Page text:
Hello. I have been playing around with data cleaning and the tidyr package in the statistics programming language R. Here is a guide on it.
The Importance of Clean Data
As someone who took numerous statistics courses, the datasets given us to us students were often not very large and they were formatted in a way that was ready for statistical modeling and for statistical data analyses.
What was not mentioned in my experiences was data handling and data cleaning. The clean data was taken for granted.
In the event of non-organized data, data cleaning is needed in order for the data to be ready for tasks such as data manipulation, data extraction, statistical modeling and so on.
The guide below will be a brief guide to the tidyr package in R and its functions.
Assuming that tidyr is installed into R, load the package using the library function.
In a data set, we have variables as column names and observations in each row.
With a tidy data set, each variable has its own column and each observation is in its own row.
Column names which have X1, X2, X3 and so on are not very good as they are not descriptive enough. More appropriate column variables would be Price, Count and Gender for example.
Values such as 1 and 2 for Gender are not ideal. They can be replaced by Male and Female.
Years of 2000, 2001, 2002 and so on are not good as column names as we could have a Year column with 2000, 2001, 2000 inside the column corresponding to the observation/row.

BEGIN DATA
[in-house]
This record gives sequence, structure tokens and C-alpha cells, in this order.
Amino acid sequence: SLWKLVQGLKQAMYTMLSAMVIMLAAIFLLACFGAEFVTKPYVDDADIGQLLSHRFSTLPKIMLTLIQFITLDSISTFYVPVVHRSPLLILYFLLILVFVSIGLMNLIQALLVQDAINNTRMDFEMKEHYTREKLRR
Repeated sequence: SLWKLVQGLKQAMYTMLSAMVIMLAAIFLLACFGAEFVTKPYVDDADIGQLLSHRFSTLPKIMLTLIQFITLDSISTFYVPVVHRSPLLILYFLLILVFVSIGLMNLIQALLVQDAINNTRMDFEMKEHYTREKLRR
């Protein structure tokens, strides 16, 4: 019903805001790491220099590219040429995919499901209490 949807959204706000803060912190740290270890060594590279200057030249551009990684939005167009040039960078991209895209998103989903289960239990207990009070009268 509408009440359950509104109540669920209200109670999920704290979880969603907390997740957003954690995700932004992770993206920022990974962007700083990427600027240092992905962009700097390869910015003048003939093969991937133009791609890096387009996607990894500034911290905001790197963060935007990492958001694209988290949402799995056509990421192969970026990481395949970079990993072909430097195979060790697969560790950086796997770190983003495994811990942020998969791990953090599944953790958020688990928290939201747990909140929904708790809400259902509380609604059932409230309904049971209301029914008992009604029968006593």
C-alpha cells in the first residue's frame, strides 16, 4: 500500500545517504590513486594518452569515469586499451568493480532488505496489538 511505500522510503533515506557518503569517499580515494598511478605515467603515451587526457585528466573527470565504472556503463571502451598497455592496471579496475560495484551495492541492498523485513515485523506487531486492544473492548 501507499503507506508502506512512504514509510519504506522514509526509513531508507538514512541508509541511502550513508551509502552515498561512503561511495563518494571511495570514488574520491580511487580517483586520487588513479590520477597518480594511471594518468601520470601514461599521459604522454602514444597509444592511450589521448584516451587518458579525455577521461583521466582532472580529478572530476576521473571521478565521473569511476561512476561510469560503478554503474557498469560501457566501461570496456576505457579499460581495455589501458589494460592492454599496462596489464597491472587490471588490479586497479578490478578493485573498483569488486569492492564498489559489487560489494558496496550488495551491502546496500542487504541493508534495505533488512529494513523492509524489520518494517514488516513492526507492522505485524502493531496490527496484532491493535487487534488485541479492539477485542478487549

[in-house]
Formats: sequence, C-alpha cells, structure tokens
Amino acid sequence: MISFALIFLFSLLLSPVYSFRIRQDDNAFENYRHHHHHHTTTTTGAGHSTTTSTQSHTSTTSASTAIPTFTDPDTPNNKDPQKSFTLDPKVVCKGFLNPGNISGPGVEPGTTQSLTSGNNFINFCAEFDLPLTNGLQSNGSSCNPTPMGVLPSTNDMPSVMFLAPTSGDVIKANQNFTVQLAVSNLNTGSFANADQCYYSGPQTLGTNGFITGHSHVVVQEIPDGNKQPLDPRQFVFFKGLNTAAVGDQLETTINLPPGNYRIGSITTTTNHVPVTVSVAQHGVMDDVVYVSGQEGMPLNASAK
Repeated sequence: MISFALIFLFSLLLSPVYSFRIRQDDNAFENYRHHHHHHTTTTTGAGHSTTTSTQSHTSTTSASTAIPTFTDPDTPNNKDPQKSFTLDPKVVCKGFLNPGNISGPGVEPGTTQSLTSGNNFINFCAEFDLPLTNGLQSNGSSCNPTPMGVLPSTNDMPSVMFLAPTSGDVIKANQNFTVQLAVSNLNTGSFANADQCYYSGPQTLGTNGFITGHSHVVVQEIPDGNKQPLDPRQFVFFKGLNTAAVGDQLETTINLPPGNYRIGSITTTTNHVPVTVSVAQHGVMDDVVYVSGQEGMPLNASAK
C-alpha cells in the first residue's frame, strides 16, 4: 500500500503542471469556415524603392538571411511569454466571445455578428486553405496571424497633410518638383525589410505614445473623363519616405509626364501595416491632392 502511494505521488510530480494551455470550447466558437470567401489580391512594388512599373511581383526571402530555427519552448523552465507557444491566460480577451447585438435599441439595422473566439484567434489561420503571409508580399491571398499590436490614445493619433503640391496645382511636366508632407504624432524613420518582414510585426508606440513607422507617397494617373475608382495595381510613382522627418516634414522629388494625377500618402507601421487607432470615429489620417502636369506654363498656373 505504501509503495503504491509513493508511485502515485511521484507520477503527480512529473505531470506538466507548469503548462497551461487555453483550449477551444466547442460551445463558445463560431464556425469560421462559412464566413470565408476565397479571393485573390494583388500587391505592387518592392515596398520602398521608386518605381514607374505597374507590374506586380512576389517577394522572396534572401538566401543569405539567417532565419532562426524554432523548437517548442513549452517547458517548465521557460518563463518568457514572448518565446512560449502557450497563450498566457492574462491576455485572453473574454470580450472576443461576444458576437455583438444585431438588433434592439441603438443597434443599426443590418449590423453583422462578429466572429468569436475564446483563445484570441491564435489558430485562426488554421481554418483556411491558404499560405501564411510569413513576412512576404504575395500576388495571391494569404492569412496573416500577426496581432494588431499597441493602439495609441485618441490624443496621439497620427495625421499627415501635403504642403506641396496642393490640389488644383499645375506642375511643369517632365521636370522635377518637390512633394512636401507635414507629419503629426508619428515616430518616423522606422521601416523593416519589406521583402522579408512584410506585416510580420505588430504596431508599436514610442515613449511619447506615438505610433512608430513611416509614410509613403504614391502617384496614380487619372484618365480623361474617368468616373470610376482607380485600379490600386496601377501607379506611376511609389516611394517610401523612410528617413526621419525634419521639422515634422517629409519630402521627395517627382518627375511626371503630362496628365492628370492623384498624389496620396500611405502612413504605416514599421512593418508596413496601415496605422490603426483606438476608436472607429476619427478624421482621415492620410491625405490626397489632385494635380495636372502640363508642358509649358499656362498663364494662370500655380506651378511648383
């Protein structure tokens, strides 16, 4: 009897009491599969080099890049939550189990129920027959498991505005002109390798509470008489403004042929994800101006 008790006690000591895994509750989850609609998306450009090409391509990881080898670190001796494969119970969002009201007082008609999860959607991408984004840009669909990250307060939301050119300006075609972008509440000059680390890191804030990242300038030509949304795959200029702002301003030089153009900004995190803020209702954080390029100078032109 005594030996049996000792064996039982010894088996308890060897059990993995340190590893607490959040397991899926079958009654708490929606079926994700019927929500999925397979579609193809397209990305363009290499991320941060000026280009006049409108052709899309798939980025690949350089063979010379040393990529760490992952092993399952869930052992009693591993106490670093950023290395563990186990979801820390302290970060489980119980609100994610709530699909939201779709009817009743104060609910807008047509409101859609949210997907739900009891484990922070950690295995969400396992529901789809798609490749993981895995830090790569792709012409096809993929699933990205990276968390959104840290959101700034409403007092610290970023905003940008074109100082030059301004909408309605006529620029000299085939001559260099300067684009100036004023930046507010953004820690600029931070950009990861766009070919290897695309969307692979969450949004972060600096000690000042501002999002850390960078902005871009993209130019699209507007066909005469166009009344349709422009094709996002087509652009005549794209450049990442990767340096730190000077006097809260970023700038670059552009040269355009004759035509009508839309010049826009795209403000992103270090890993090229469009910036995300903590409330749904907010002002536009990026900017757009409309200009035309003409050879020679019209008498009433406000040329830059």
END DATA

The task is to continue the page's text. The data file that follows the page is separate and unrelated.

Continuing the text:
The next sections will look into various functions in R’s tidyr package for data cleaning, data manipulation and formatting.
The gather() function in tidyr is for when you have column names which are not variables such as years 1998, 1999, 2000 for example. Gather() gathers columns into rows.
This example in R shows how the gather() function is applied to the barley (named as immer) data from the library(MASS) dataset package in R.
From the R documentation, here is information about the variables in the immer dataset.
- Loc: Location
- Var: The variety of barley (“manchuria”, “svansota”, “velvet”, “trebi” and “peatland”).
- Y1: Yield in 1931.
- Y2: Yield in 1932.
In the above code, a peek of the dataset was done along with looking at the variables. The column names were renamed before the gather() function was used.
In the gather function, barley was used as the dataset. New columns “Year” and “Yield” were created from columns three and four from barley as indicated by c(3,4).
From gather(), the years 1931 and 1932 are in the new Year column. The values from the old columns of 1931 and 1932 are in the values column with the values corresponding with the year 1931 or 1932.
The opposite of gather is spread(). Spread() takes rows into columns.
Here is an example using the suicide dataset in the faraway data package.
The R documentation for the suicide dataset in the faraway package is as follows:
- y: number of people
- cause: method used – a factor with levels drug (suicide by solid or liquid matter), gas, gun (guns, knives or explosives) hang (hanging, strangling, suffocating or drowning, jump other
- age: a factor with levels m (middle-aged) o (old) y (young)
- sex: a factor with levels f m
After a quick look at the suicide dataset, the column names are not descriptive enough. It is best to change y into something like Counts.
The spread() function here uses the suicide_data dataset, separates the y counts by sex (male and female). The colnames part of the code renames the columns as specified by the user. The new columns are Cause, Age_Group, Female_Count, Male_Count.